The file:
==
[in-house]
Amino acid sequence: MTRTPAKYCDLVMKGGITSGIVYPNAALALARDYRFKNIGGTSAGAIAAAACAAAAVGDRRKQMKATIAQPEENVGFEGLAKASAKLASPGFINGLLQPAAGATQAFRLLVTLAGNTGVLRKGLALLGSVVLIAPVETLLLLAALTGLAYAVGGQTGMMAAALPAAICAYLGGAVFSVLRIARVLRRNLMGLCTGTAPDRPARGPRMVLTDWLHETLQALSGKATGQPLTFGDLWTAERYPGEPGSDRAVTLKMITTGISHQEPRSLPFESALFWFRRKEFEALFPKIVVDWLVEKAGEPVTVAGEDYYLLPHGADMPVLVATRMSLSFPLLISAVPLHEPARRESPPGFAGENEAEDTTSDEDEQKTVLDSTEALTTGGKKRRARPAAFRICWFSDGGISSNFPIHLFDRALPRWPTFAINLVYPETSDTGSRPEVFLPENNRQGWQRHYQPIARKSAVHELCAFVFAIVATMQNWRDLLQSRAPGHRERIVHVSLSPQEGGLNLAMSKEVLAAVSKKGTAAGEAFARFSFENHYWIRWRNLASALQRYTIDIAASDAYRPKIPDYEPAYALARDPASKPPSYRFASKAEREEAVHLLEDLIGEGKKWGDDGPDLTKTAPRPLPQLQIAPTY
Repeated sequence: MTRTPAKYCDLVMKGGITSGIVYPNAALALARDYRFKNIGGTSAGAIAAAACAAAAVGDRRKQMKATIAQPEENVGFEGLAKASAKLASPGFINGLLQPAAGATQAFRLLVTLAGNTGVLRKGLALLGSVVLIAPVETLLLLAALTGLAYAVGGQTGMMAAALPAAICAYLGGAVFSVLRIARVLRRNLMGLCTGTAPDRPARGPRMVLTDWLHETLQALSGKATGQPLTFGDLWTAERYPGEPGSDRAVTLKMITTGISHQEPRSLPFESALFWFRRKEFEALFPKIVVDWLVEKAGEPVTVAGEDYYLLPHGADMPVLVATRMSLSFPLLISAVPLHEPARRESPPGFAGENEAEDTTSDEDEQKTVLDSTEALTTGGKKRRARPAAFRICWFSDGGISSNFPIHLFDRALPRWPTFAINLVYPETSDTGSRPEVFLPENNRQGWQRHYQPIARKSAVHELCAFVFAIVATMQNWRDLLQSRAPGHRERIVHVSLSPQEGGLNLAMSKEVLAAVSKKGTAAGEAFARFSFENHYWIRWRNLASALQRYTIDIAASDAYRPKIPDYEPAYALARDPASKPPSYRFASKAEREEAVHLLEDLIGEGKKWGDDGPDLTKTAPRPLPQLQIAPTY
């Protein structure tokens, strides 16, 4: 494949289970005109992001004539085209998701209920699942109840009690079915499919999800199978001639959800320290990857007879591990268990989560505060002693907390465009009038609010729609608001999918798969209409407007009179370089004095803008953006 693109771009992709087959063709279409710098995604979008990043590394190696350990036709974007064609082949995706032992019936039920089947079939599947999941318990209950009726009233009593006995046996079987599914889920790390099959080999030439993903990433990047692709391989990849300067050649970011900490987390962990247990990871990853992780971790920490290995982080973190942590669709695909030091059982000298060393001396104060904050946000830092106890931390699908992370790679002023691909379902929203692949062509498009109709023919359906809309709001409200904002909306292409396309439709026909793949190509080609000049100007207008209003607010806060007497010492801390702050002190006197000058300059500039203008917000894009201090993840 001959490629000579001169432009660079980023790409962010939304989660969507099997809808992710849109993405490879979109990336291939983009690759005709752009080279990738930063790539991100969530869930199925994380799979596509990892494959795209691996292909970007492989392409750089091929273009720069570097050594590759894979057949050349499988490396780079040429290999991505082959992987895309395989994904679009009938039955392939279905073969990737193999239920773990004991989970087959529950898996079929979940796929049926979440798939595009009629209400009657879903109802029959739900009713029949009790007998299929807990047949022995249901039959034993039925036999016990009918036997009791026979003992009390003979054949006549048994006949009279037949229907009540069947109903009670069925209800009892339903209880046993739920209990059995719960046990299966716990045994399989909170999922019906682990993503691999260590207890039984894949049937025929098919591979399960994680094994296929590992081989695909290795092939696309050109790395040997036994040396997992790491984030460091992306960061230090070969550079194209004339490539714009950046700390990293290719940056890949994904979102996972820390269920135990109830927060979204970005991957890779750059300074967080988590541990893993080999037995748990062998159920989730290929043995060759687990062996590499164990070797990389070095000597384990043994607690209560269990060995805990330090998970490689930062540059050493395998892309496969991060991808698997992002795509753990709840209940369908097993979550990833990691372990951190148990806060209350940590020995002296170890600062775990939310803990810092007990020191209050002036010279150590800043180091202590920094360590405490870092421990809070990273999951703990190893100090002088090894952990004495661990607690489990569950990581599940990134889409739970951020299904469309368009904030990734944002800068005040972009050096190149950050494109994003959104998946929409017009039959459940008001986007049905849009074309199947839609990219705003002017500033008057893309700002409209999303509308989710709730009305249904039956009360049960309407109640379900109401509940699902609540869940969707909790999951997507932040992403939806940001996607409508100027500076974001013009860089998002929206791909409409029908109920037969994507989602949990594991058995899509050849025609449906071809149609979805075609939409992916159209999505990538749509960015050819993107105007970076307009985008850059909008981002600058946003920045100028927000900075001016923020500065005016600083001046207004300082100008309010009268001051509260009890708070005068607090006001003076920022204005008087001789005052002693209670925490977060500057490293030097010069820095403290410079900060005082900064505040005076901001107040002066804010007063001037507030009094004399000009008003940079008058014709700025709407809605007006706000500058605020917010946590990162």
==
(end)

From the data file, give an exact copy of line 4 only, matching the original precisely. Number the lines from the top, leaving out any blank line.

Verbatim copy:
């Protein structure tokens, strides 16, 4: 494949289970005109992001004539085209998701209920699942109840009690079915499919999800199978001639959800320290990857007879591990268990989560505060002693907390465009009038609010729609608001999918798969209409407007009179370089004095803008953006 693109771009992709087959063709279409710098995604979008990043590394190696350990036709974007064609082949995706032992019936039920089947079939599947999941318990209950009726009233009593006995046996079987599914889920790390099959080999030439993903990433990047692709391989990849300067050649970011900490987390962990247990990871990853992780971790920490290995982080973190942590669709695909030091059982000298060393001396104060904050946000830092106890931390699908992370790679002023691909379902929203692949062509498009109709023919359906809309709001409200904002909306292409396309439709026909793949190509080609000049100007207008209003607010806060007497010492801390702050002190006197000058300059500039203008917000894009201090993840 001959490629000579001169432009660079980023790409962010939304989660969507099997809808992710849109993405490879979109990336291939983009690759005709752009080279990738930063790539991100969530869930199925994380799979596509990892494959795209691996292909970007492989392409750089091929273009720069570097050594590759894979057949050349499988490396780079040429290999991505082959992987895309395989994904679009009938039955392939279905073969990737193999239920773990004991989970087959529950898996079929979940796929049926979440798939595009009629209400009657879903109802029959739900009713029949009790007998299929807990047949022995249901039959034993039925036999016990009918036997009791026979003992009390003979054949006549048994006949009279037949229907009540069947109903009670069925209800009892339903209880046993739920209990059995719960046990299966716990045994399989909170999922019906682990993503691999260590207890039984894949049937025929098919591979399960994680094994296929590992081989695909290795092939696309050109790395040997036994040396997992790491984030460091992306960061230090070969550079194209004339490539714009950046700390990293290719940056890949994904979102996972820390269920135990109830927060979204970005991957890779750059300074967080988590541990893993080999037995748990062998159920989730290929043995060759687990062996590499164990070797990389070095000597384990043994607690209560269990060995805990330090998970490689930062540059050493395998892309496969991060991808698997992002795509753990709840209940369908097993979550990833990691372990951190148990806060209350940590020995002296170890600062775990939310803990810092007990020191209050002036010279150590800043180091202590920094360590405490870092421990809070990273999951703990190893100090002088090894952990004495661990607690489990569950990581599940990134889409739970951020299904469309368009904030990734944002800068005040972009050096190149950050494109994003959104998946929409017009039959459940008001986007049905849009074309199947839609990219705003002017500033008057893309700002409209999303509308989710709730009305249904039956009360049960309407109640379900109401509940699902609540869940969707909790999951997507932040992403939806940001996607409508100027500076974001013009860089998002929206791909409409029908109920037969994507989602949990594991058995899509050849025609449906071809149609979805075609939409992916159209999505990538749509960015050819993107105007970076307009985008850059909008981002600058946003920045100028927000900075001016923020500065005016600083001046207004300082100008309010009268001051509260009890708070005068607090006001003076920022204005008087001789005052002693209670925490977060500057490293030097010069820095403290410079900060005082900064505040005076901001107040002066804010007063001037507030009094004399000009008003940079008058014709700025709407809605007006706000500058605020917010946590990162």